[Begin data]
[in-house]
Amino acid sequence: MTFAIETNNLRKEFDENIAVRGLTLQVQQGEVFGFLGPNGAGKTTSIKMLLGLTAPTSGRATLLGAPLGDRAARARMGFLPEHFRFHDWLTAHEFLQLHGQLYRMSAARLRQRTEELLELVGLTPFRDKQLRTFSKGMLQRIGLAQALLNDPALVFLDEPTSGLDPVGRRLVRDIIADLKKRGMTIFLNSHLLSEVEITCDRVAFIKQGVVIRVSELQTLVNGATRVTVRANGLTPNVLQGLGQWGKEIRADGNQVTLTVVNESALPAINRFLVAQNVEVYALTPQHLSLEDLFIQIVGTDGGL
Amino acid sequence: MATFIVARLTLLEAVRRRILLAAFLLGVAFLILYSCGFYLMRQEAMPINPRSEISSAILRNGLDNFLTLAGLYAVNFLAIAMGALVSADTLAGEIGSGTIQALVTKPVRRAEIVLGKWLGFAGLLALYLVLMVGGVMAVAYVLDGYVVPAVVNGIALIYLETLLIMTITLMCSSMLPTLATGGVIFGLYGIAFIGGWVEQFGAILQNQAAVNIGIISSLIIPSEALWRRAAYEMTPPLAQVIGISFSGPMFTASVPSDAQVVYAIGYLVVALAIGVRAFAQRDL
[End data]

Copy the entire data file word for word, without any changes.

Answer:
[in-house]
Amino acid sequence: MTFAIETNNLRKEFDENIAVRGLTLQVQQGEVFGFLGPNGAGKTTSIKMLLGLTAPTSGRATLLGAPLGDRAARARMGFLPEHFRFHDWLTAHEFLQLHGQLYRMSAARLRQRTEELLELVGLTPFRDKQLRTFSKGMLQRIGLAQALLNDPALVFLDEPTSGLDPVGRRLVRDIIADLKKRGMTIFLNSHLLSEVEITCDRVAFIKQGVVIRVSELQTLVNGATRVTVRANGLTPNVLQGLGQWGKEIRADGNQVTLTVVNESALPAINRFLVAQNVEVYALTPQHLSLEDLFIQIVGTDGGL
Amino acid sequence: MATFIVARLTLLEAVRRRILLAAFLLGVAFLILYSCGFYLMRQEAMPINPRSEISSAILRNGLDNFLTLAGLYAVNFLAIAMGALVSADTLAGEIGSGTIQALVTKPVRRAEIVLGKWLGFAGLLALYLVLMVGGVMAVAYVLDGYVVPAVVNGIALIYLETLLIMTITLMCSSMLPTLATGGVIFGLYGIAFIGGWVEQFGAILQNQAAVNIGIISSLIIPSEALWRRAAYEMTPPLAQVIGISFSGPMFTASVPSDAQVVYAIGYLVVALAIGVRAFAQRDL